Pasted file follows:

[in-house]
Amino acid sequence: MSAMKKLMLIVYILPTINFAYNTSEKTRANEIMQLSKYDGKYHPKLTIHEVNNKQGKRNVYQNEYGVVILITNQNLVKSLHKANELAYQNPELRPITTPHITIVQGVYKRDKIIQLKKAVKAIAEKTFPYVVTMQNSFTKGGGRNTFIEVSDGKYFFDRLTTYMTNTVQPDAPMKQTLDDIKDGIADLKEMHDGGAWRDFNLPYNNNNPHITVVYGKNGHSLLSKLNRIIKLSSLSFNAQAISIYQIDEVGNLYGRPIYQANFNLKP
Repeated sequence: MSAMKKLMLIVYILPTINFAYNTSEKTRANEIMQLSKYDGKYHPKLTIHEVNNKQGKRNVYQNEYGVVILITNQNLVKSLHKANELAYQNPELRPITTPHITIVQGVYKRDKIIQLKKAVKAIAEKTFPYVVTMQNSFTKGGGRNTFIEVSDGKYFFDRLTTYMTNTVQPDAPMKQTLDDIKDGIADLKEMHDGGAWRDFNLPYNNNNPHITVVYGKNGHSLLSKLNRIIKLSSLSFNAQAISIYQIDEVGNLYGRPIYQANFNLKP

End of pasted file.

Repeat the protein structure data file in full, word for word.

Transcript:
[in-house]
Amino acid sequence: MSAMKKLMLIVYILPTINFAYNTSEKTRANEIMQLSKYDGKYHPKLTIHEVNNKQGKRNVYQNEYGVVILITNQNLVKSLHKANELAYQNPELRPITTPHITIVQGVYKRDKIIQLKKAVKAIAEKTFPYVVTMQNSFTKGGGRNTFIEVSDGKYFFDRLTTYMTNTVQPDAPMKQTLDDIKDGIADLKEMHDGGAWRDFNLPYNNNNPHITVVYGKNGHSLLSKLNRIIKLSSLSFNAQAISIYQIDEVGNLYGRPIYQANFNLKP
Repeated sequence: MSAMKKLMLIVYILPTINFAYNTSEKTRANEIMQLSKYDGKYHPKLTIHEVNNKQGKRNVYQNEYGVVILITNQNLVKSLHKANELAYQNPELRPITTPHITIVQGVYKRDKIIQLKKAVKAIAEKTFPYVVTMQNSFTKGGGRNTFIEVSDGKYFFDRLTTYMTNTVQPDAPMKQTLDDIKDGIADLKEMHDGGAWRDFNLPYNNNNPHITVVYGKNGHSLLSKLNRIIKLSSLSFNAQAISIYQIDEVGNLYGRPIYQANFNLKP